Last night, the Hartford Board of Education, led by Hartford’s Mayor, voted 6 to 2 to authorize Hartford’s Superintendent of Schools, Christina Kishimoto, to sign a contract with Family Urban Schools of Excellence (aka Jumoke Academy, lnc.)
The agreement would allow FUSE/Jumoke Academy Inc. to manage Hartford’s Milner Elementary School and, in turn, FUSE/Jumoke Academy Inc. would be given $345,000 a year to perform that task.
The problem is that the contract that the Hartford Board of Education voted on last night was not developed in the methods allowed by law.
While people may disagree about the appropriateness of handing over a public school, where nearly half the children go home to households where English is not the primary language, to a company that has never educated a single bi-lingual student, no one should misunderstand the nature of last night’s Board of Education vote.
The question is not whether the Hartford Board of Education has the right to make such a bad policy decision. Transferring management of the Milner School to FUSE/Jumoke Academy may hurt hundreds of Latino and other bilingual children, but Governor Malloy’s new education reform law unfortunately allows cities and towns to contract with third parties to run public schools.
That said, any contract to delegate management of a school must be done in a legal way and a review of the facts makes it clear that the contract the Hartford Board of Education voted on last night WAS NOT developed according to law.
As everyone knows, an act is illegal when it is done contrary to what the law requires or is forbidden by the law.
When it comes to developing contracts that use public funds, Connecticut and its municipalities have very specific requirements concerning what must be done in order for a contract to be legally binding.
If contract is developed in an inappropriate way, that contract is null and void and cannot be utilized.
In addition to appropriate provisions of Connecticut law, since the Milner School agreement was between FUSE/Jumoke Academy Inc. and the Hartford Board of Education, the laws that must be followed include the City of Hartford’s Municipal Code.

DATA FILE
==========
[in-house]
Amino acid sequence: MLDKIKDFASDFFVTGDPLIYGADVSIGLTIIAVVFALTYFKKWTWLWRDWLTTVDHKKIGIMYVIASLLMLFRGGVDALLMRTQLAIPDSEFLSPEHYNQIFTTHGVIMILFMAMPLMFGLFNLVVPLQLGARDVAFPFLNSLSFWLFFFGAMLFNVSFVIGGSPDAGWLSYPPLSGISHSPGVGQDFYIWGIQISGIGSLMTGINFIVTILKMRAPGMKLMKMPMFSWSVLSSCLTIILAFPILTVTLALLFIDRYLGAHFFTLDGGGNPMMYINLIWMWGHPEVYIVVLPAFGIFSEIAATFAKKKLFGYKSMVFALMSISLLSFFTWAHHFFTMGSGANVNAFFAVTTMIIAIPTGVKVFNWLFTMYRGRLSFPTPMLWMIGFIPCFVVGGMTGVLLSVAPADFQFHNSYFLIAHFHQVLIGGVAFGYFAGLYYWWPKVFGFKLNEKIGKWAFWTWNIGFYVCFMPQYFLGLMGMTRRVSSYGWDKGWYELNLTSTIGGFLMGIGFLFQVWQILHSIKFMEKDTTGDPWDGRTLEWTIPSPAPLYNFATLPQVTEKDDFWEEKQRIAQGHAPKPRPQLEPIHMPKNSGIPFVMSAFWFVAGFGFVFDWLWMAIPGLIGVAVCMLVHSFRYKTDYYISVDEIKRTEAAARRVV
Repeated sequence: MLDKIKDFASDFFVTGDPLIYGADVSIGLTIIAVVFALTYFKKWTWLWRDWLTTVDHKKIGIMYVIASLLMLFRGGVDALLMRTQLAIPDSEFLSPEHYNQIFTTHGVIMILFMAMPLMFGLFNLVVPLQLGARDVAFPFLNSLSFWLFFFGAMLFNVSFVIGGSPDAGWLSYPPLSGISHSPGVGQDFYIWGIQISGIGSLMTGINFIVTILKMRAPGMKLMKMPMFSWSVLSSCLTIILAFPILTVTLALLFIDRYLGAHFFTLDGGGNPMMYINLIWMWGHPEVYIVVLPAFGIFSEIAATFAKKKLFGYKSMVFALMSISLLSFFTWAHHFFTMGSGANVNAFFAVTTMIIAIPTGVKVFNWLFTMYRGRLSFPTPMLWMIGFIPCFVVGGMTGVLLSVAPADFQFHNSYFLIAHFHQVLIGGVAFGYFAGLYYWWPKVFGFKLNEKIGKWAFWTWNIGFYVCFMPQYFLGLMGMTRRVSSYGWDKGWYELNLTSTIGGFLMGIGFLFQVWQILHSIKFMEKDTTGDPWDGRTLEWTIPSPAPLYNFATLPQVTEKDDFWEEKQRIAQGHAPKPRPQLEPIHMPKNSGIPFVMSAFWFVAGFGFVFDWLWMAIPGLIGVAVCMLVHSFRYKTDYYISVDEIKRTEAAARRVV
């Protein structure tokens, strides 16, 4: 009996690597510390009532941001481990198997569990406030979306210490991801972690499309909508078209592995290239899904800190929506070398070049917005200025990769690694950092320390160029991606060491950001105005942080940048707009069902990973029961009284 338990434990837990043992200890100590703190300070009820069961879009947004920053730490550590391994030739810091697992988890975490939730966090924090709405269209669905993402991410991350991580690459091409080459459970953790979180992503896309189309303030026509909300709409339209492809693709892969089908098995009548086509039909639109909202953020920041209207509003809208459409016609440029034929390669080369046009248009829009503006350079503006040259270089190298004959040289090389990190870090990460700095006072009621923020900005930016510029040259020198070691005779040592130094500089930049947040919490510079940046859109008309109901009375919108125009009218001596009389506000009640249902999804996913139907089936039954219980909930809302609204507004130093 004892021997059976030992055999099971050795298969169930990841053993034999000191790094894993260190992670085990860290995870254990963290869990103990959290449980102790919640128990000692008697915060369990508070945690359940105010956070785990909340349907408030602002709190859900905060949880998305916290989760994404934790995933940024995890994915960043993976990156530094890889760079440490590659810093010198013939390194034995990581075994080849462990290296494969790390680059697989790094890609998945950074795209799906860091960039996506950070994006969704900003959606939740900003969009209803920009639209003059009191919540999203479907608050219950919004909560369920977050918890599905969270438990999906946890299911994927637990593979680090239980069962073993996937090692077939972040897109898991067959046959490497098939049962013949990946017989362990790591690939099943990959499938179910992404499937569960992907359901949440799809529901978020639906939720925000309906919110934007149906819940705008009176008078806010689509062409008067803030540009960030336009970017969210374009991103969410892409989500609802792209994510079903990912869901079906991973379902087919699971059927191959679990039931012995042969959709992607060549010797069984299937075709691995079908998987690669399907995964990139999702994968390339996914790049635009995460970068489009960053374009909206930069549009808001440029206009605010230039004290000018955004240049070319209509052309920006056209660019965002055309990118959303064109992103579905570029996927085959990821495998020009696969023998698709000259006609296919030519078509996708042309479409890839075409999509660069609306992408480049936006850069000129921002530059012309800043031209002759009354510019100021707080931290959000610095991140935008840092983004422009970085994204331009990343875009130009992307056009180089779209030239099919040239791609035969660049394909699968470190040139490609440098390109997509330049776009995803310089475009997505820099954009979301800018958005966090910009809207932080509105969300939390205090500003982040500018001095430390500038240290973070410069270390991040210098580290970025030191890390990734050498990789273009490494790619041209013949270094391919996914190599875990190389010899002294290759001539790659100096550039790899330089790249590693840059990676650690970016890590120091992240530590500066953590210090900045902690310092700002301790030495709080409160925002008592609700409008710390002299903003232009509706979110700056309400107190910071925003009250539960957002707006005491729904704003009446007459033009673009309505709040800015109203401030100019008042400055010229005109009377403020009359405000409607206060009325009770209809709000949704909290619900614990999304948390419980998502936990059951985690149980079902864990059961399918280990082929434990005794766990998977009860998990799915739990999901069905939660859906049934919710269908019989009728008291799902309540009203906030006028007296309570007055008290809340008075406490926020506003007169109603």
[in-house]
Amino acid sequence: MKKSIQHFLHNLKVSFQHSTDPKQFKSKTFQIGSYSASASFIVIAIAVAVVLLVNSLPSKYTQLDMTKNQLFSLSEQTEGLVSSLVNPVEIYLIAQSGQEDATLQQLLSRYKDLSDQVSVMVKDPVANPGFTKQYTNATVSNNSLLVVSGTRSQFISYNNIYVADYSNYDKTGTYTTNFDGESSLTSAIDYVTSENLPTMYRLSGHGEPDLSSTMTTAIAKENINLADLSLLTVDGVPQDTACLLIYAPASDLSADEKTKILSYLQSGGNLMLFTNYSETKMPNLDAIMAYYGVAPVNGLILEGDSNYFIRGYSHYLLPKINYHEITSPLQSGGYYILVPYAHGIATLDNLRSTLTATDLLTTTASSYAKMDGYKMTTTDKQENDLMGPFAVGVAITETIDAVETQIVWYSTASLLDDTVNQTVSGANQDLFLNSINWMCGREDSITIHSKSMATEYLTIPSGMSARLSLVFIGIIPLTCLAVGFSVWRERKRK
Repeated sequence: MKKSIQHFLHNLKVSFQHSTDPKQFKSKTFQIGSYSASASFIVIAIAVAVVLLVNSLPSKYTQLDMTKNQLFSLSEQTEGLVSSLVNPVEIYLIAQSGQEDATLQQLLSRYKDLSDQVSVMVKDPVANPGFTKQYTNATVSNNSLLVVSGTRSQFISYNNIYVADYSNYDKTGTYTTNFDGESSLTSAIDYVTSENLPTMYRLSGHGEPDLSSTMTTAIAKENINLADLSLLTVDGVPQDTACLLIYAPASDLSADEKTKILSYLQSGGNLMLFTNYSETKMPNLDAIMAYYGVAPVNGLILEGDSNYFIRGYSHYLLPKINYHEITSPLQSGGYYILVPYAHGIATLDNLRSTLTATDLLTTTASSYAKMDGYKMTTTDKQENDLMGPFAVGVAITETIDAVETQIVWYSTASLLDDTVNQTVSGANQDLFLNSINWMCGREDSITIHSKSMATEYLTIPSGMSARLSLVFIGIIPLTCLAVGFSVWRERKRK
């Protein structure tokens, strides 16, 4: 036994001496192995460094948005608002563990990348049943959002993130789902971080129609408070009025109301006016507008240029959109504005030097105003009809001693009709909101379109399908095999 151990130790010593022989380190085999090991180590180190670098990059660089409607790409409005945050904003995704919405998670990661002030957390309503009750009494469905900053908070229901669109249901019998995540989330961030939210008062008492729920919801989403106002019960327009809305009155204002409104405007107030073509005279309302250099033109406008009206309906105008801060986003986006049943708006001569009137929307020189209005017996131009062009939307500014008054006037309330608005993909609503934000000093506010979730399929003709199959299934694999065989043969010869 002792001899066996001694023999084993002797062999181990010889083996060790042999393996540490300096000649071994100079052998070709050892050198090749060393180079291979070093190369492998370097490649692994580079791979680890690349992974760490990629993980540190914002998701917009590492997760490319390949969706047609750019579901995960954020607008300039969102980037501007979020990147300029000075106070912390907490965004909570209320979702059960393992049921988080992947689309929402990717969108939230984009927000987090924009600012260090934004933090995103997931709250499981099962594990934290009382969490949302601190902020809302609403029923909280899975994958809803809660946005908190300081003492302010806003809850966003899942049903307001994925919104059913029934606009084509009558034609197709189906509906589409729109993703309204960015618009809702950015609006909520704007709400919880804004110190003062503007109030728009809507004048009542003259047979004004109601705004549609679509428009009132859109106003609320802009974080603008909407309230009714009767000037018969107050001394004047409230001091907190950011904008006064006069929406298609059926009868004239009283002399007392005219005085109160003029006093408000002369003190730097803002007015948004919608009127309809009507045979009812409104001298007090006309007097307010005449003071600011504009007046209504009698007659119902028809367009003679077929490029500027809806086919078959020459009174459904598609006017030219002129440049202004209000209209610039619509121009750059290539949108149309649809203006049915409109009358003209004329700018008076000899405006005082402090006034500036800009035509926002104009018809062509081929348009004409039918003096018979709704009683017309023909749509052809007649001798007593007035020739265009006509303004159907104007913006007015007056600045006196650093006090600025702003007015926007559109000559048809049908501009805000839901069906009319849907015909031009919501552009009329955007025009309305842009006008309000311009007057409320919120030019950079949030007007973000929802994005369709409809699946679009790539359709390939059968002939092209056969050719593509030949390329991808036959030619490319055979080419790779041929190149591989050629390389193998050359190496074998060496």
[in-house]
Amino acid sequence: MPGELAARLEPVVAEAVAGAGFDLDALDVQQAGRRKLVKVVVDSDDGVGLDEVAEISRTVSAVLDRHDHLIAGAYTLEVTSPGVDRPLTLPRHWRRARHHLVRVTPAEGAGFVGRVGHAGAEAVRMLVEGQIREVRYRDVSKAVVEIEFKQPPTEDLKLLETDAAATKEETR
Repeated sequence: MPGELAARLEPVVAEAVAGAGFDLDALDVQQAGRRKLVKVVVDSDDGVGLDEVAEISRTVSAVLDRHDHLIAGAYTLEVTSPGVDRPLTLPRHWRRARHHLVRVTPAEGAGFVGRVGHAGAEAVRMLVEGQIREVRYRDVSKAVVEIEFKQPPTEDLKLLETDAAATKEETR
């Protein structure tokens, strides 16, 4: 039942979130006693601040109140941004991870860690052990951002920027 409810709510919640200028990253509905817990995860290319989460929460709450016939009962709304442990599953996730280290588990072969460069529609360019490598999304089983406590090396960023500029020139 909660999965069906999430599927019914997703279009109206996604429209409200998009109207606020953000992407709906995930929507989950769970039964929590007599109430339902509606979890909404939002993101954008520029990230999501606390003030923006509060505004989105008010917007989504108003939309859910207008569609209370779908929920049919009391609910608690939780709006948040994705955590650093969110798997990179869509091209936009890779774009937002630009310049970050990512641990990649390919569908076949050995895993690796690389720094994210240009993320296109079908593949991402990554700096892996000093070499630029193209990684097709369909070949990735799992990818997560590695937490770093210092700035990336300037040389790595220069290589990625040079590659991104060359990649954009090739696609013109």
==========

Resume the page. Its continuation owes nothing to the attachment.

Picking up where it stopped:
Hartford’s Municipal Code could not be clearer. According to Sec. 2-548(A), “All agreements, in an amount in excess of the twenty-five thousand dollars ($25,000.00) threshold established by the Charter of the City, shall be awarded through the competitive solicitation process…”
The contract between the Hartford Board of Education and FUSE/Jumoke Academy was for $375,000 a year, clearly in excess of the twenty-five thousand dollar threshold, but no competitive process was used.
However, Hartford’s Municipal Code does provide for what is called “sole source procurement” in special circumstances. Section 2-552 provides that, “A contract or purchase order may be awarded for a commodity, service, or construction item without competition when, under regulation or policy, the Purchasing Agent determines, in writing, that there is only one known capable supplier or source for the required commodity, service, or construction item occasioned by the unique nature of the requirement, the supplier or market conditions.”
This means that if there is only one possible qualified vendor, the public entity may skip the competitive bidding process. However, by its own admission, the Hartford’s Board of Education did not follow or even attempt to utilize the sole source provision when developing the FUSE/Jumoke Academy Inc. contract.